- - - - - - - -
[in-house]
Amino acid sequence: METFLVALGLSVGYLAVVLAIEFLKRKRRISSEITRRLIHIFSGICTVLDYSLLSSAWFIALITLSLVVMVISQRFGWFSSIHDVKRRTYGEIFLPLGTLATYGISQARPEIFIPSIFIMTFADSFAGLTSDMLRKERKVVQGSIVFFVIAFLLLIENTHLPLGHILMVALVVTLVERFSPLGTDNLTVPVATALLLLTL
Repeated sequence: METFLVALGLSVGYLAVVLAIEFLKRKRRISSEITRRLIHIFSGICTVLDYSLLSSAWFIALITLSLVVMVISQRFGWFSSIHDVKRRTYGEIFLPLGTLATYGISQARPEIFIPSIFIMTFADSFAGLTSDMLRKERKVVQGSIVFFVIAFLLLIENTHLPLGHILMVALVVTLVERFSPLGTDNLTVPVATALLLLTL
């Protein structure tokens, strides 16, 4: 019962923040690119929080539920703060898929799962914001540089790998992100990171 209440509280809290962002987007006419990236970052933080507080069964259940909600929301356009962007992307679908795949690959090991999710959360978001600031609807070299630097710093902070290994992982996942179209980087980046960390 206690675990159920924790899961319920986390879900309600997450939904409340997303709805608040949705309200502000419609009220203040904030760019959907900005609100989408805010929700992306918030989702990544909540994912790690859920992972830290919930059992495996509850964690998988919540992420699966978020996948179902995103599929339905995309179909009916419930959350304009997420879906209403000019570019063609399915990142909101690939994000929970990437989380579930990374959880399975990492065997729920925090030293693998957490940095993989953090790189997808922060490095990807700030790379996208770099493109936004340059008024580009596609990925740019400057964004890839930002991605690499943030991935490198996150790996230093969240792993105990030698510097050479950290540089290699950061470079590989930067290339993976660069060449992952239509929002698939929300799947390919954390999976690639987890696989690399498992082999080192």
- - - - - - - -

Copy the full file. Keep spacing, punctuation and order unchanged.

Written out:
[in-house]
Amino acid sequence: METFLVALGLSVGYLAVVLAIEFLKRKRRISSEITRRLIHIFSGICTVLDYSLLSSAWFIALITLSLVVMVISQRFGWFSSIHDVKRRTYGEIFLPLGTLATYGISQARPEIFIPSIFIMTFADSFAGLTSDMLRKERKVVQGSIVFFVIAFLLLIENTHLPLGHILMVALVVTLVERFSPLGTDNLTVPVATALLLLTL
Repeated sequence: METFLVALGLSVGYLAVVLAIEFLKRKRRISSEITRRLIHIFSGICTVLDYSLLSSAWFIALITLSLVVMVISQRFGWFSSIHDVKRRTYGEIFLPLGTLATYGISQARPEIFIPSIFIMTFADSFAGLTSDMLRKERKVVQGSIVFFVIAFLLLIENTHLPLGHILMVALVVTLVERFSPLGTDNLTVPVATALLLLTL
């Protein structure tokens, strides 16, 4: 019962923040690119929080539920703060898929799962914001540089790998992100990171 209440509280809290962002987007006419990236970052933080507080069964259940909600929301356009962007992307679908795949690959090991999710959360978001600031609807070299630097710093902070290994992982996942179209980087980046960390 206690675990159920924790899961319920986390879900309600997450939904409340997303709805608040949705309200502000419609009220203040904030760019959907900005609100989408805010929700992306918030989702990544909540994912790690859920992972830290919930059992495996509850964690998988919540992420699966978020996948179902995103599929339905995309179909009916419930959350304009997420879906209403000019570019063609399915990142909101690939994000929970990437989380579930990374959880399975990492065997729920925090030293693998957490940095993989953090790189997808922060490095990807700030790379996208770099493109936004340059008024580009596609990925740019400057964004890839930002991605690499943030991935490198996150790996230093969240792993105990030698510097050479950290540089290699950061470079590989930067290339993976660069060449992952239509929002698939929300799947390919954390999976690639987890696989690399498992082999080192």